Here Comes the Eclipse: Solar Event Will Traverse US on August 21

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On Monday, August 21, North America will see a solar eclipse. The path of the total solar eclipse will stretch from Salem, Oregon, to Charleston, South Carolina, and traverse 14 states. Observers outside this path will still see a partial solar eclipse, in which the moon covers part of the sun.

An eclipse occurs when the sun, earth and moon move into alignment with each other. One of the celestial bodies blocks the view of another, thus creating a shadow.

There are two types of eclipses: solar and lunar. A lunar eclipse occurs when the earth passes between the sun and the moon, creating a shadow on the moon. These types of eclipses occur about two to four times per year and usually last for a few hours.

A solar eclipse occurs when the moon passes between the sun and the earth, creating a shadow on the earth. The last time a total solar eclipse occurred in the lower 48 states was 1979. The next time a total solar eclipse will traverse from coast to coast in North America will be in 2045.

On average, a total solar eclipse can be visible from somewhere on Earth every 1.5 years.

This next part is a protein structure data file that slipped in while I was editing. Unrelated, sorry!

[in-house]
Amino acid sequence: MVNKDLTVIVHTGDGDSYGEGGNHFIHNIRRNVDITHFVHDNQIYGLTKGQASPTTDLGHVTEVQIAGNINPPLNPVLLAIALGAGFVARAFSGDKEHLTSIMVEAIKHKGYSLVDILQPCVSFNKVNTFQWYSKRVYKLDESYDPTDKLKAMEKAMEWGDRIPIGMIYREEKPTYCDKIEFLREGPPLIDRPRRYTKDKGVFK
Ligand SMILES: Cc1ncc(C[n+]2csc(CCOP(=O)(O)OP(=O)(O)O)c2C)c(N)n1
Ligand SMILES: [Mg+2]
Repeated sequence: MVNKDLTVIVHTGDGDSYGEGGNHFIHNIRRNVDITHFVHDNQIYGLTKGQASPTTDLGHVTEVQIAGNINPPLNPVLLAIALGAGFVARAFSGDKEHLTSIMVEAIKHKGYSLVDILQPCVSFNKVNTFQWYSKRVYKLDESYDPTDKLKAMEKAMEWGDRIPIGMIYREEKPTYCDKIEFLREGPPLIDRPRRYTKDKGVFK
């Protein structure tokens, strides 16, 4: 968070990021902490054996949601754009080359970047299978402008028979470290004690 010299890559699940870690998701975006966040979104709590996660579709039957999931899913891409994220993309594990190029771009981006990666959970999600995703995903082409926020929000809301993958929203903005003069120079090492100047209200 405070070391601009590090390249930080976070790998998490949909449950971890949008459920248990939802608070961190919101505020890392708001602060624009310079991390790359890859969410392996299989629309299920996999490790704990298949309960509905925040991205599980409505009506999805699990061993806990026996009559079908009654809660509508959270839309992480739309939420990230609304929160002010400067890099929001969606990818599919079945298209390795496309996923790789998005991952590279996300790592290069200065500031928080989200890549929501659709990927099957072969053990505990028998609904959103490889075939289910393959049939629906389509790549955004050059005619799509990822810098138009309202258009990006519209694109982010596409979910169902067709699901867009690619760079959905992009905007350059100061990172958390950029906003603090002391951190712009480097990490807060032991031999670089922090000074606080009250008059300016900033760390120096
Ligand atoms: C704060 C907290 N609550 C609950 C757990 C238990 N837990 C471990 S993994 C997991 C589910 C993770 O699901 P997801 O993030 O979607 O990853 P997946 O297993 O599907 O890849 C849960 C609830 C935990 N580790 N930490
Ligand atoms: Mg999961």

While all of North America will be able to see the solar eclipse on August 21, most of the continent will only see a partial eclipse event, which may or may not be noticeable depending on where you are. A total eclipse will only be visible along the path of totality, which is about 60 to 70 miles wide at any given point. The farther you are from this path, the less noticeable the eclipse will be.

Besides Salem and Charleston, other U.S. cities that will be able to view a total solar eclipse include Idaho Falls, Idaho; Casper, Wyoming; Lincoln, Nebraska; Kansas City, Missouri; and Nashville, Tennessee.

Viewing a solar eclipse involves taking safety precautions. Looking directly at the sun is unsafe, except during the brief total phase of a solar eclipse (totality), when the moon entirely blocks the sun’s face. That will happen only within the narrow path of totality.

The only safe way to look directly at the uneclipsed or partially eclipsed sun is through special-purpose solar filters, such as eclipse glasses or hand-held solar viewers. Homemade filters or ordinary sunglasses are not safe for looking at the sun. So far, only four manufacturers have certified that their eclipse glasses and handheld solar viewers meet the ISO 12312-2 international standard for such products.

The Wall Street Journal this week reported that online retailer Inc. (NASDAQ: AMZN) started to make refunds to consumers who bought certain brands of eclipse glasses, following reports that counterfeits were inundating the market.

The demand for the sunglasses has led to counterfeit and substandard products, say manufacturers and the National Aeronautics and Space Administration (NASA), which warned on its website of “unsafe paper solar glasses being distributed.” Some of those sunglasses were being sold on Amazon, according to NASA and the American Astronomical Society. Amazon has removed suspect items, it said previously.